People who practise gratitude regularly:
When people carry out an exercise known as the ‘gratitude letter’, they report immediate and significant boosts to their levels of happiness that last up to one month (Seligman et al., 2005). In the exercise, they write to someone special in their lives to express appreciation for that person and then give them the letter.
Gratitude is a positive emotion that is felt after being the beneficiary of a gift. Gratitude is normally directed towards another person (the giver of the gift) and can often be felt towards a ‘higher power’ or something greater than oneself. It is often felt when a gift is not necessarily deserved, or comes as a surprise, and when there is no reciprocity expected in the giving of the gift.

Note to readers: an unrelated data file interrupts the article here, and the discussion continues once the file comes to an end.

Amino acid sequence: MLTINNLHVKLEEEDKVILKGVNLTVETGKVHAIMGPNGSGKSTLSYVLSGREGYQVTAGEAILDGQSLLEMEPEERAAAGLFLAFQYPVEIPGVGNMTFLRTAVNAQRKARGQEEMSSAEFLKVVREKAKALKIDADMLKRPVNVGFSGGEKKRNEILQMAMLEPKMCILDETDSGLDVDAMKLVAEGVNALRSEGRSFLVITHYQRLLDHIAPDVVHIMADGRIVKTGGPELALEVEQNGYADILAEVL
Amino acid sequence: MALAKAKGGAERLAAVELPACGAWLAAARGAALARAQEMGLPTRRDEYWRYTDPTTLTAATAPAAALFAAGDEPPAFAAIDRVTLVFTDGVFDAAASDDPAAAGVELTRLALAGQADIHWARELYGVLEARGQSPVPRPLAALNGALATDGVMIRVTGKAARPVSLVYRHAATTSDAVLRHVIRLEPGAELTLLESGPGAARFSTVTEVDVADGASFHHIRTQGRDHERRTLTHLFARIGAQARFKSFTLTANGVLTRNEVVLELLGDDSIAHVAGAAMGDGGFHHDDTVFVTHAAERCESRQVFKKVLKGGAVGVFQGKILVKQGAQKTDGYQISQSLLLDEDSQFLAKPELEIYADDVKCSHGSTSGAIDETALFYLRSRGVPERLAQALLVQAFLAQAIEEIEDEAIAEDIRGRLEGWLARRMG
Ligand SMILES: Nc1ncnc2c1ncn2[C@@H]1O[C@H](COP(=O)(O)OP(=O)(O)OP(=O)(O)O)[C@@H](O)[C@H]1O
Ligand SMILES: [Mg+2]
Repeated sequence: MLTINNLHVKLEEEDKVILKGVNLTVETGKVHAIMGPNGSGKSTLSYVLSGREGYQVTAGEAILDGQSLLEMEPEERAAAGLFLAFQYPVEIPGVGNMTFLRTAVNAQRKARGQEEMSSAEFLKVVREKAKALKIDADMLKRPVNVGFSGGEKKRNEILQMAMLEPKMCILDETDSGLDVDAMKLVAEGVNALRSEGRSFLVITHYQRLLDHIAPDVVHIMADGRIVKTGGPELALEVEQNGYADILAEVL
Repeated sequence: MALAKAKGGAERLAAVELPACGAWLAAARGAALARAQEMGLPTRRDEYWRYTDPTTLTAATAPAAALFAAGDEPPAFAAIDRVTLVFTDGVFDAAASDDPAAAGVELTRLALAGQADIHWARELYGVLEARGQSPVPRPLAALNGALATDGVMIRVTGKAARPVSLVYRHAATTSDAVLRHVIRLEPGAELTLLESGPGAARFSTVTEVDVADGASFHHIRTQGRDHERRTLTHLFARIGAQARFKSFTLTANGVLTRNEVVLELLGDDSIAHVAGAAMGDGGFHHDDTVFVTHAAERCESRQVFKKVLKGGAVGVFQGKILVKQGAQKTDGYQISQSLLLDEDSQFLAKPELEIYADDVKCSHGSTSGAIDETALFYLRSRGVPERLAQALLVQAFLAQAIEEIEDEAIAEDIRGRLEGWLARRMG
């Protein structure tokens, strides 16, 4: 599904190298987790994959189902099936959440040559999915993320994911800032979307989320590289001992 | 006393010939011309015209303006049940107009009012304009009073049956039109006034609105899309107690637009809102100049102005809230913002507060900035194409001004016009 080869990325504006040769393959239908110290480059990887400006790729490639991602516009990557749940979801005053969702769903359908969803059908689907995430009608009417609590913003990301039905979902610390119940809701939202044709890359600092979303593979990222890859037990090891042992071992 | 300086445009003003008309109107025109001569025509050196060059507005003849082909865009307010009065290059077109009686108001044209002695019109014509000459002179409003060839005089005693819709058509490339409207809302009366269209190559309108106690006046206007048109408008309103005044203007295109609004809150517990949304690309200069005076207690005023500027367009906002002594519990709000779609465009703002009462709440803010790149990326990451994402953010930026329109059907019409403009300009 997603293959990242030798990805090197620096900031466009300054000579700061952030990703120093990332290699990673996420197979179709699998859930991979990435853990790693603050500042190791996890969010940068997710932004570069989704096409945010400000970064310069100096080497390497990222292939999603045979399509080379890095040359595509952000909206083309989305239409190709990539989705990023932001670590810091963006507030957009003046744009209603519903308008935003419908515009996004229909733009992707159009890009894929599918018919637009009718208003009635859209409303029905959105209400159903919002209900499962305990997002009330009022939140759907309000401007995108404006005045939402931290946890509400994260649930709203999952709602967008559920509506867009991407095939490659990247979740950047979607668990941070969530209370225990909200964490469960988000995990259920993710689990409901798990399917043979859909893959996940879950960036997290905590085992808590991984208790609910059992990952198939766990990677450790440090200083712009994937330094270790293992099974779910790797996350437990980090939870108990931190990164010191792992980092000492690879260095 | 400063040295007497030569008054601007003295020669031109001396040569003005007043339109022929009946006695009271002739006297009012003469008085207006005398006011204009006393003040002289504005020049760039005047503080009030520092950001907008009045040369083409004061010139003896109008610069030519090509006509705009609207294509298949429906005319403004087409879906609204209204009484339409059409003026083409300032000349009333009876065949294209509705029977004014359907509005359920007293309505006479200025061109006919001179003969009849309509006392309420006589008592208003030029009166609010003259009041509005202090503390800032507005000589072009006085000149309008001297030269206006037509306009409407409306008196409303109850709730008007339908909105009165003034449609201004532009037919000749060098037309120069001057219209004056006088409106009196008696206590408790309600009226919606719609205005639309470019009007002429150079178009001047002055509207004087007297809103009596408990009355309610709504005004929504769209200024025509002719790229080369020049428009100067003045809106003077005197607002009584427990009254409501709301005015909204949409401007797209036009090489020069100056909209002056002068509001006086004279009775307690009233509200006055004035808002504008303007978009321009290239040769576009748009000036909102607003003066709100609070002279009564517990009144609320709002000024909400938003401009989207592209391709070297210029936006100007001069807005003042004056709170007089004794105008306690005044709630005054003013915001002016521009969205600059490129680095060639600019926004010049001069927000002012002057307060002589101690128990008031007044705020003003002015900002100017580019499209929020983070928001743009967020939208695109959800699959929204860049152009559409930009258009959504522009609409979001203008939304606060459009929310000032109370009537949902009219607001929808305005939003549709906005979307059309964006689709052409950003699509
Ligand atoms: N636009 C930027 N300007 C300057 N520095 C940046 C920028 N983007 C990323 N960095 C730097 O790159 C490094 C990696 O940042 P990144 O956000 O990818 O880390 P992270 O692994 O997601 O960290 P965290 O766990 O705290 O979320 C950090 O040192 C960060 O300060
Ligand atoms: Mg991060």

It is important to note that we can express gratitude for ordinary, everyday things such as a beautiful sunrise, or our health, or the breakfast we are about to eat. When we practise appreciating the small things we normally take for granted, they can be viewed as ‘gifts’. Practising gratitude not only helps us feel happier, but it boosts our immune system and helps make us more generous towards others.
Show your class this clip from Action for Happiness (The Happiness Challenge – Part 2: Being grateful for the good things). It follows two people as they give gratitude letters to people they appreciate.
Ask your class:
Your class could then move on to writing their own gratitude letters using the supporting resource.
Once students have written their gratitude letters, the important next step is to post the letters or, even better, for them to give the letters to the recipients in person. When everyone has given their letter to someone they are grateful for, discuss the following questions.
Emmons, R. (2010) ‘Why gratitude is good’. Greater Good Magazine.
Adrian Bethune is author of Wellbeing in the Primary Classroom – A Practical Guide to Teaching Happiness (Bloomsbury, 2018) and the founder of www.teachappy.co.uk @AdrianBethune.